For all , for all , we have:
because of the independence between and . Then you can express each factor of the right hand side using the definition of a Markov chain (like where is the distribution of the initial location). And rewrite the formula so that it looks like for some and matrix . That would answer the question.
Note that there are many different conventions of notation, and several ways to write the definitions; you may have to adapt the above, but the principle remains the same.
The idea is the following. The Markov chain is "reducible" if there are two states such that for all , i.e. if there is no "path" for from toward . On one hand, since both and are irreducible, there is both a path for from to , and a path for from to . But it may happen that there exist no two paths of the same length that satisfy these constraints, which is what it would require for to connect to .(b) Prove that if and are both periodic, then can be reducible.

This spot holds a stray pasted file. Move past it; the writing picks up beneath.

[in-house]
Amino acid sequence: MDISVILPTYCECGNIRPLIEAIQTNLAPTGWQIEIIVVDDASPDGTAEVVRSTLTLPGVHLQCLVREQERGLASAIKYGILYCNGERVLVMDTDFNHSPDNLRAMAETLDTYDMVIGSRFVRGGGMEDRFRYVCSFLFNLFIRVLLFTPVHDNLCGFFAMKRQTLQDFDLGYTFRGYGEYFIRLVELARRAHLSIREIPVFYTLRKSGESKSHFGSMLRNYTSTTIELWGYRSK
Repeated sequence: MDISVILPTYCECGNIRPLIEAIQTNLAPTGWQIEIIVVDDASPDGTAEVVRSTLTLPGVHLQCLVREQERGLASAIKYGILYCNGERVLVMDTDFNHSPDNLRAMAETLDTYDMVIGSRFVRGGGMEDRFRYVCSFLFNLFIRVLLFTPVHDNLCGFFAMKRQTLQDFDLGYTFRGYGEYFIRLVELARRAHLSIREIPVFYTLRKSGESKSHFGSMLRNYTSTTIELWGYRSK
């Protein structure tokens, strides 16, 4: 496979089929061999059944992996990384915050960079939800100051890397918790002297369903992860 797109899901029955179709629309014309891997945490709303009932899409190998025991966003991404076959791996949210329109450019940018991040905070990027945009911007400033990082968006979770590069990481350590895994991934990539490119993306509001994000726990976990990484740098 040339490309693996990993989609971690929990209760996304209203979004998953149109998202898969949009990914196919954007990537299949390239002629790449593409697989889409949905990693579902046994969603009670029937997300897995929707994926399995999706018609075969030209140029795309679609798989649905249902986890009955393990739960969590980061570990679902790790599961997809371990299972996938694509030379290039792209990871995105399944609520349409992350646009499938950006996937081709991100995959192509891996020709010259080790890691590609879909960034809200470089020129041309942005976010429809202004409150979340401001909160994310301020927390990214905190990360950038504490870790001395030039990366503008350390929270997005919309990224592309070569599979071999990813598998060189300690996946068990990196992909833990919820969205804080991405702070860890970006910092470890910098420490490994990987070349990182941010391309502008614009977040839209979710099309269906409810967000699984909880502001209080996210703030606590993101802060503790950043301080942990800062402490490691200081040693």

Consider the following simple example: is a Markov chain with state space and transition matrix such that and . What does look like? If has same distribution as , is irreducible?
(You could look for a less singular example afterward)
Let . You need to prove for some .(c) Show that is irreducible if both and are aperiodic. Hint: Use the fact that if is irreducible and aperiodic, then for each there exists some such that for all
Given the assumptions, we can apply the hint to both (with the states and ) and . The expression for obtained in (a) should then make it easy to conclude.
Tell me what you tried if you experience further difficulties.